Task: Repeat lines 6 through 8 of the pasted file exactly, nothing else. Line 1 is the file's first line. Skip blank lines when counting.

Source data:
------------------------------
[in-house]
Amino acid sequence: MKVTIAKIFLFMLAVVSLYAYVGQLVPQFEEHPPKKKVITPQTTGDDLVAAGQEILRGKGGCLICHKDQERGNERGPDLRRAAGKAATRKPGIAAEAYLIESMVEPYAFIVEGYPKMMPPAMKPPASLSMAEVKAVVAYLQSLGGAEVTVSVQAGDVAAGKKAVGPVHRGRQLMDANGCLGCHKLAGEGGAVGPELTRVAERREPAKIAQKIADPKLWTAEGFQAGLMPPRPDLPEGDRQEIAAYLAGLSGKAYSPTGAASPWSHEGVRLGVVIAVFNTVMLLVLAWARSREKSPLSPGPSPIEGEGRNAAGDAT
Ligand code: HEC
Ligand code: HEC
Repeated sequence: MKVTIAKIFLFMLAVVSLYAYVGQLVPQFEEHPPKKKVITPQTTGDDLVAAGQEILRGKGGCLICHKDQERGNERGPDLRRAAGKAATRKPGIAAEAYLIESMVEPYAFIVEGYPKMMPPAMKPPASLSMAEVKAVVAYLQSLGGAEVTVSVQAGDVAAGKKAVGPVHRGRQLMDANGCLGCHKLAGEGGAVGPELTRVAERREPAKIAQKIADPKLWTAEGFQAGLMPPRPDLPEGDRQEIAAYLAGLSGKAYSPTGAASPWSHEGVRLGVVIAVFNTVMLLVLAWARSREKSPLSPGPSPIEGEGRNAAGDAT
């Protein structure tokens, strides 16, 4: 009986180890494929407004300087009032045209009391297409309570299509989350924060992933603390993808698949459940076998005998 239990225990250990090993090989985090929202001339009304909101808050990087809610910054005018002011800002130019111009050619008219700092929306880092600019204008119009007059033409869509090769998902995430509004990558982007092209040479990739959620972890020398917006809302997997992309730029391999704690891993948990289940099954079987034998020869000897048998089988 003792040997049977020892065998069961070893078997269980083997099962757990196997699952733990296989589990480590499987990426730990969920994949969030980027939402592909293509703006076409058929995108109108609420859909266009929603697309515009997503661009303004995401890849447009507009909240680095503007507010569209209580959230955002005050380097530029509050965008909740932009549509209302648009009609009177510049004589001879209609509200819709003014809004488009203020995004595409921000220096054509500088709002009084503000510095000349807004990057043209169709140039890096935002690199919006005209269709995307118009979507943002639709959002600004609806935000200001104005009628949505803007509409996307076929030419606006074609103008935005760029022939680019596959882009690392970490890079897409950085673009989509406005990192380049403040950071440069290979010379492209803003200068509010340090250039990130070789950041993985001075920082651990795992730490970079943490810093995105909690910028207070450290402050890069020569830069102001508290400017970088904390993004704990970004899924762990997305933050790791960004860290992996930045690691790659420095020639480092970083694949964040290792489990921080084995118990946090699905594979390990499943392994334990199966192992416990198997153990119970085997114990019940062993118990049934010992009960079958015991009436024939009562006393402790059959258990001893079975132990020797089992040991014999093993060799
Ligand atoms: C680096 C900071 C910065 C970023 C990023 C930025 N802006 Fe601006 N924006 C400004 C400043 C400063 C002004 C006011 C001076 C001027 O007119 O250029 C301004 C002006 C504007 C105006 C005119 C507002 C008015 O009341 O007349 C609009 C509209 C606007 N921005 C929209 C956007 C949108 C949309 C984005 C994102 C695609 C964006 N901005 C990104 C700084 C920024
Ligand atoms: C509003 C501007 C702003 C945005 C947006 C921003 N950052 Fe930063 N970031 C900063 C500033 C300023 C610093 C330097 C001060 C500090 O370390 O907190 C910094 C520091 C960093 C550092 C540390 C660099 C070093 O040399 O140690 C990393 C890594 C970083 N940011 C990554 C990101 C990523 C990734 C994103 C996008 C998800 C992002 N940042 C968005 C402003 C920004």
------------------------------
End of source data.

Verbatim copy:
């Protein structure tokens, strides 16, 4: 009986180890494929407004300087009032045209009391297409309570299509989350924060992933603390993808698949459940076998005998 239990225990250990090993090989985090929202001339009304909101808050990087809610910054005018002011800002130019111009050619008219700092929306880092600019204008119009007059033409869509090769998902995430509004990558982007092209040479990739959620972890020398917006809302997997992309730029391999704690891993948990289940099954079987034998020869000897048998089988 003792040997049977020892065998069961070893078997269980083997099962757990196997699952733990296989589990480590499987990426730990969920994949969030980027939402592909293509703006076409058929995108109108609420859909266009929603697309515009997503661009303004995401890849447009507009909240680095503007507010569209209580959230955002005050380097530029509050965008909740932009549509209302648009009609009177510049004589001879209609509200819709003014809004488009203020995004595409921000220096054509500088709002009084503000510095000349807004990057043209169709140039890096935002690199919006005209269709995307118009979507943002639709959002600004609806935000200001104005009628949505803007509409996307076929030419606006074609103008935005760029022939680019596959882009690392970490890079897409950085673009989509406005990192380049403040950071440069290979010379492209803003200068509010340090250039990130070789950041993985001075920082651990795992730490970079943490810093995105909690910028207070450290402050890069020569830069102001508290400017970088904390993004704990970004899924762990997305933050790791960004860290992996930045690691790659420095020639480092970083694949964040290792489990921080084995118990946090699905594979390990499943392994334990199966192992416990198997153990119970085997114990019940062993118990049934010992009960079958015991009436024939009562006393402790059959258990001893079975132990020797089992040991014999093993060799
Ligand atoms: C680096 C900071 C910065 C970023 C990023 C930025 N802006 Fe601006 N924006 C400004 C400043 C400063 C002004 C006011 C001076 C001027 O007119 O250029 C301004 C002006 C504007 C105006 C005119 C507002 C008015 O009341 O007349 C609009 C509209 C606007 N921005 C929209 C956007 C949108 C949309 C984005 C994102 C695609 C964006 N901005 C990104 C700084 C920024
Ligand atoms: C509003 C501007 C702003 C945005 C947006 C921003 N950052 Fe930063 N970031 C900063 C500033 C300023 C610093 C330097 C001060 C500090 O370390 O907190 C910094 C520091 C960093 C550092 C540390 C660099 C070093 O040399 O140690 C990393 C890594 C970083 N940011 C990554 C990101 C990523 C990734 C994103 C996008 C998800 C992002 N940042 C968005 C402003 C920004």